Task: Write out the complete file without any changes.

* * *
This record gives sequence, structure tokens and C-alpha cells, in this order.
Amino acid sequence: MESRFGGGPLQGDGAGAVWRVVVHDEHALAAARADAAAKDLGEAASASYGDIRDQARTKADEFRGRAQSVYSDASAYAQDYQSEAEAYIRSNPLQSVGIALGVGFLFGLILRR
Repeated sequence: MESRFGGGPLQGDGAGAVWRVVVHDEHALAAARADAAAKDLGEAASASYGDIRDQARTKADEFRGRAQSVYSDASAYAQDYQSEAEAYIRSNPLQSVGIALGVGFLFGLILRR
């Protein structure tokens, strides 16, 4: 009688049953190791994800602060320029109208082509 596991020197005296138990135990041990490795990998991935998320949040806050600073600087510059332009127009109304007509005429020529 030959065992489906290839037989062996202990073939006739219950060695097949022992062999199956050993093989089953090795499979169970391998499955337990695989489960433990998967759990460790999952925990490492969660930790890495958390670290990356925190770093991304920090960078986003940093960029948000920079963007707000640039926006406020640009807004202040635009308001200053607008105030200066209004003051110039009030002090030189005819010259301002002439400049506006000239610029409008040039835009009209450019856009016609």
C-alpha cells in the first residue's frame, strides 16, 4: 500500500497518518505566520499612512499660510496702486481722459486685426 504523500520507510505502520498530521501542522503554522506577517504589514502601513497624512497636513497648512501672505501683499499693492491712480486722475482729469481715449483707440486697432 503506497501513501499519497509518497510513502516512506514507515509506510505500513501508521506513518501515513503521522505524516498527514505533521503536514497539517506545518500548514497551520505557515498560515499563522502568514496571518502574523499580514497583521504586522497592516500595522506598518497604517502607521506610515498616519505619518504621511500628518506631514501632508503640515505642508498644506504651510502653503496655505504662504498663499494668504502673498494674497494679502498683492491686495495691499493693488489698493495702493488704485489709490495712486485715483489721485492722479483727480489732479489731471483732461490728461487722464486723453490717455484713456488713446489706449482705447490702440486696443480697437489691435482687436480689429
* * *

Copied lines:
This record gives sequence, structure tokens and C-alpha cells, in this order.
Amino acid sequence: MESRFGGGPLQGDGAGAVWRVVVHDEHALAAARADAAAKDLGEAASASYGDIRDQARTKADEFRGRAQSVYSDASAYAQDYQSEAEAYIRSNPLQSVGIALGVGFLFGLILRR
Repeated sequence: MESRFGGGPLQGDGAGAVWRVVVHDEHALAAARADAAAKDLGEAASASYGDIRDQARTKADEFRGRAQSVYSDASAYAQDYQSEAEAYIRSNPLQSVGIALGVGFLFGLILRR
């Protein structure tokens, strides 16, 4: 009688049953190791994800602060320029109208082509 596991020197005296138990135990041990490795990998991935998320949040806050600073600087510059332009127009109304007509005429020529 030959065992489906290839037989062996202990073939006739219950060695097949022992062999199956050993093989089953090795499979169970391998499955337990695989489960433990998967759990460790999952925990490492969660930790890495958390670290990356925190770093991304920090960078986003940093960029948000920079963007707000640039926006406020640009807004202040635009308001200053607008105030200066209004003051110039009030002090030189005819010259301002002439400049506006000239610029409008040039835009009209450019856009016609």
C-alpha cells in the first residue's frame, strides 16, 4: 500500500497518518505566520499612512499660510496702486481722459486685426 504523500520507510505502520498530521501542522503554522506577517504589514502601513497624512497636513497648512501672505501683499499693492491712480486722475482729469481715449483707440486697432 503506497501513501499519497509518497510513502516512506514507515509506510505500513501508521506513518501515513503521522505524516498527514505533521503536514497539517506545518500548514497551520505557515498560515499563522502568514496571518502574523499580514497583521504586522497592516500595522506598518497604517502607521506610515498616519505619518504621511500628518506631514501632508503640515505642508498644506504651510502653503496655505504662504498663499494668504502673498494674497494679502498683492491686495495691499493693488489698493495702493488704485489709490495712486485715483489721485492722479483727480489732479489731471483732461490728461487722464486723453490717455484713456488713446489706449482705447490702440486696443480697437489691435482687436480689429